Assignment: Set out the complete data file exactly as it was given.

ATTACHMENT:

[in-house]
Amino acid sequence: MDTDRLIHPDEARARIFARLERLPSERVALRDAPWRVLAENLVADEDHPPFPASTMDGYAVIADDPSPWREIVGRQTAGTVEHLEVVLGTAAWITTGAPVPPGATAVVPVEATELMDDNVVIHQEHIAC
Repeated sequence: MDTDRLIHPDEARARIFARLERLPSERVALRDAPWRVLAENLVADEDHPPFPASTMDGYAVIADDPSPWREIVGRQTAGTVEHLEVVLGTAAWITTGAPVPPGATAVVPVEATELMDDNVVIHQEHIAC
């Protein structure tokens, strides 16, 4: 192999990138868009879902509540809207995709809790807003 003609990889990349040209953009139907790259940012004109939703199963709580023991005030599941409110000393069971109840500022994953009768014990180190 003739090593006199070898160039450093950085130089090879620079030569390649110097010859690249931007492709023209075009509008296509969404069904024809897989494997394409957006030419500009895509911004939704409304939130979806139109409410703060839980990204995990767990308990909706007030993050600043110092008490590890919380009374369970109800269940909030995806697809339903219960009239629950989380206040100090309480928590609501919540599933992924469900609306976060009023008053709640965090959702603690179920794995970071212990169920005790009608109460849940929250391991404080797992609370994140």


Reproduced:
[in-house]
Amino acid sequence: MDTDRLIHPDEARARIFARLERLPSERVALRDAPWRVLAENLVADEDHPPFPASTMDGYAVIADDPSPWREIVGRQTAGTVEHLEVVLGTAAWITTGAPVPPGATAVVPVEATELMDDNVVIHQEHIAC
Repeated sequence: MDTDRLIHPDEARARIFARLERLPSERVALRDAPWRVLAENLVADEDHPPFPASTMDGYAVIADDPSPWREIVGRQTAGTVEHLEVVLGTAAWITTGAPVPPGATAVVPVEATELMDDNVVIHQEHIAC
């Protein structure tokens, strides 16, 4: 192999990138868009879902509540809207995709809790807003 003609990889990349040209953009139907790259940012004109939703199963709580023991005030599941409110000393069971109840500022994953009768014990180190 003739090593006199070898160039450093950085130089090879620079030569390649110097010859690249931007492709023209075009509008296509969404069904024809897989494997394409957006030419500009895509911004939704409304939130979806139109409410703060839980990204995990767990308990909706007030993050600043110092008490590890919380009374369970109800269940909030995806697809339903219960009239629950989380206040100090309480928590609501919540599933992924469900609306976060009023008053709640965090959702603690179920794995970071212990169920005790009608109460849940929250391991404080797992609370994140």